“Since the 1964 Surgeon General’s Report, 2.5 million adults who were nonsmokers died because they breathed secondhand smoke,” according to the CDC.

Secondhand smoke exposure is linked to several types of cancers, heart disease, stroke, lung cancer, and more frequent and severe asthma attacks, respiratory infections, and more.

The CDC indicates there is “no risk-free level of exposure to secondhand smoke.”

That is why Salud America! created the “Help Your City Adopt Smoke-Free Multifamily Housing” action pack.

The action pack, part of the Mil Gracias campaign, will help you engage local leaders in exploring a smoke-free multifamily housing policy for common areas and individual units.

“Experts say a smoke-free multifamily housing policy can protect the health of tenants and staff of apartments from secondhand smoke, as well as save property owners money in unit maintenance, fire prevention, insurance, and reduced legal liability,” Ramirez of Salud America! said.


Most Smokers Want to Quit Smoking, But it Isn’t Easy or the Same for Everyone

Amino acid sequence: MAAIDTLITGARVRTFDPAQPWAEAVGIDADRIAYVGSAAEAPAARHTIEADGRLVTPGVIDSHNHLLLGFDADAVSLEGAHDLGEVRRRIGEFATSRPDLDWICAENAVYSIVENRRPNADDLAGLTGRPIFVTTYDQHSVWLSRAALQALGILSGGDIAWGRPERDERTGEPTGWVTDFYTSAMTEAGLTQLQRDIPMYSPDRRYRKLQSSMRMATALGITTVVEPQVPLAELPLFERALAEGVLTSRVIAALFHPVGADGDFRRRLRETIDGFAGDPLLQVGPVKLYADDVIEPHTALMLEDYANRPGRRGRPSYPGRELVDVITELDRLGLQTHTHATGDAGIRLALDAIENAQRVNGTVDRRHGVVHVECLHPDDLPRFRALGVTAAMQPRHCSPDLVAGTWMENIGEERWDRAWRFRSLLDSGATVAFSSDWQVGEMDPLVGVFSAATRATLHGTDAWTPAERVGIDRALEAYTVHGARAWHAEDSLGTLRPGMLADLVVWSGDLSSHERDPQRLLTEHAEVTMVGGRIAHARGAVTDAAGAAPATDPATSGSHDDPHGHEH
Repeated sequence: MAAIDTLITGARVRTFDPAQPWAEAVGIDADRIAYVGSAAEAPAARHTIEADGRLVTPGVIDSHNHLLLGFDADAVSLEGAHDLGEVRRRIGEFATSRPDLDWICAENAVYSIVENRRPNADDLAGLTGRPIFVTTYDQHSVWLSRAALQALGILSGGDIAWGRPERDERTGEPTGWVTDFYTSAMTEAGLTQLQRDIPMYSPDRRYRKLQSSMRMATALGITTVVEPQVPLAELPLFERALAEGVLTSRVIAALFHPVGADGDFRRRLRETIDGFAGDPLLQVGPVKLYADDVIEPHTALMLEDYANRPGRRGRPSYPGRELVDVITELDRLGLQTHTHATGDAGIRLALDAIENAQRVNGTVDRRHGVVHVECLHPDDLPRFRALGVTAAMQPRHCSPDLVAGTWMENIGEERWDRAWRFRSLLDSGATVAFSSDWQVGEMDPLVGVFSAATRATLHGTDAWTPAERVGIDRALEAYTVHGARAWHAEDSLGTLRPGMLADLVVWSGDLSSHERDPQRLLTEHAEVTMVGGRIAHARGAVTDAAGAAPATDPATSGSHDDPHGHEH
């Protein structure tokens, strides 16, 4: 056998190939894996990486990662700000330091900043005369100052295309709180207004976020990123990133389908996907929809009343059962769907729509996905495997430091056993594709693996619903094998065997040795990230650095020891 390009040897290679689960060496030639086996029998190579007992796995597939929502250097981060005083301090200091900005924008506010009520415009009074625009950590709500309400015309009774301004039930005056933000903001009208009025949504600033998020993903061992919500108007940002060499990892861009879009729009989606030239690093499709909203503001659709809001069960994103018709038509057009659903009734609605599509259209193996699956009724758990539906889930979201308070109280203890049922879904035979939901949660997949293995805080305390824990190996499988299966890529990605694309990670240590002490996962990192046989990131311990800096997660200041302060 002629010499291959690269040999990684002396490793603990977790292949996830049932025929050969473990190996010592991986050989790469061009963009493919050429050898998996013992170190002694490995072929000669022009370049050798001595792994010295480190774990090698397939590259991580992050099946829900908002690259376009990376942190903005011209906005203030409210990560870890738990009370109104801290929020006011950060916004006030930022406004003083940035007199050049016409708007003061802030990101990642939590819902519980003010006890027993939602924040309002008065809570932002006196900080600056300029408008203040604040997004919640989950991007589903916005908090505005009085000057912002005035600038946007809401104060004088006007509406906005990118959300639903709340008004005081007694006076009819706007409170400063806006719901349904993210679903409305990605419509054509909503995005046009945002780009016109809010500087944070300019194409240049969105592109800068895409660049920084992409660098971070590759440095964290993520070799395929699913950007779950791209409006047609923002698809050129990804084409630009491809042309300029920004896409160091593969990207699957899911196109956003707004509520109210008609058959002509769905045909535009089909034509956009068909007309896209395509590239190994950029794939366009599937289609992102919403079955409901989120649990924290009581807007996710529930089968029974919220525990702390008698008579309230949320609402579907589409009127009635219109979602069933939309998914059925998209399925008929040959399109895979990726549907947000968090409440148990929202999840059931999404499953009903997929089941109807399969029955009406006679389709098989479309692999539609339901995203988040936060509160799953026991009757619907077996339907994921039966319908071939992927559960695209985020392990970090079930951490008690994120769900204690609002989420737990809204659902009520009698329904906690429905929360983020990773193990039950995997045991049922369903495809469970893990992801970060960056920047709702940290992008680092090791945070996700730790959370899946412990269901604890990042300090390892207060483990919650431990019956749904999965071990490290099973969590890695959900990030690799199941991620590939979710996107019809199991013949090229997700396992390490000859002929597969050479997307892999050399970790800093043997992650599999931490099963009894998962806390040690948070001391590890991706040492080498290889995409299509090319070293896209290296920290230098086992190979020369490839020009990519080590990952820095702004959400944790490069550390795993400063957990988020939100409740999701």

Nearly 70% of current U.S. adult smokers want to quit smoking, according to CDC data.

More than half of adult smokers made a quit attempt in the past year. Among youth who use tobacco, more than half report seriously thinking about quitting and report making a quit attempt in the past year.

For Latinos, Once they’ve started, they are more likely to keep smoking and only half as likely as whites to successfully quit smoking, according to recent study.

“Though Hispanic/Latino smokers have high motivation to quit, with concern for health effects on children and the family as a primary motivator, they mostly rely on themselves for cessation,” according to researchers. “[They have] little use of cessation medication and support services.”

This is why support is so critical to quitting.

“Giving up smoking is a journey, and it can be hard, but you can increase your chances of success with a good plan and support,” according to the American Cancer Society. “Getting help through counseling and medications doubles or even triples your chances of quitting successfully.”

“Quitting smoking is a process, and success may look different for different people.”


What Are the Benefits of Quitting Smoking

The benefits of quitting smoking start right away.